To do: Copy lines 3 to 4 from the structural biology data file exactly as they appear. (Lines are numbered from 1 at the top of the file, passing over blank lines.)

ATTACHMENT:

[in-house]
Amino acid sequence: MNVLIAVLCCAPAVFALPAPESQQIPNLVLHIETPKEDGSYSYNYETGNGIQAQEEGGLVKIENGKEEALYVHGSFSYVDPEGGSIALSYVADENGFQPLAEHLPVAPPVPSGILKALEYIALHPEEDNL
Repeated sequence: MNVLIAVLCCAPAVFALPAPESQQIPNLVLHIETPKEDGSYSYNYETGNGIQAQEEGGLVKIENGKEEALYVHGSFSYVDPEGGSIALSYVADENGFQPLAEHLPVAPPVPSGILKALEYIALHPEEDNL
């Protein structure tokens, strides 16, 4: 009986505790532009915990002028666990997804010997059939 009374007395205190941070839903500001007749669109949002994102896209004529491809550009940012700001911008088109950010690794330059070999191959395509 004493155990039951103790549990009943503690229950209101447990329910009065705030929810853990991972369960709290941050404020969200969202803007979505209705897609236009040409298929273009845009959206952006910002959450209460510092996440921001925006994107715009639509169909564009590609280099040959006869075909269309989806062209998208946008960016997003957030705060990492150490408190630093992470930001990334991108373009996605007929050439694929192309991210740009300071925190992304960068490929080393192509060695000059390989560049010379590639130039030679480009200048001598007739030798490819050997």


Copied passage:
Repeated sequence: MNVLIAVLCCAPAVFALPAPESQQIPNLVLHIETPKEDGSYSYNYETGNGIQAQEEGGLVKIENGKEEALYVHGSFSYVDPEGGSIALSYVADENGFQPLAEHLPVAPPVPSGILKALEYIALHPEEDNL
């Protein structure tokens, strides 16, 4: 009986505790532009915990002028666990997804010997059939 009374007395205190941070839903500001007749669109949002994102896209004529491809550009940012700001911008088109950010690794330059070999191959395509 004493155990039951103790549990009943503690229950209101447990329910009065705030929810853990991972369960709290941050404020969200969202803007979505209705897609236009040409298929273009845009959206952006910002959450209460510092996440921001925006994107715009639509169909564009590609280099040959006869075909269309989806062209998208946008960016997003957030705060990492150490408190630093992470930001990334991108373009996605007929050439694929192309991210740009300071925190992304960068490929080393192509060695000059390989560049010379590639130039030679480009200048001598007739030798490819050997």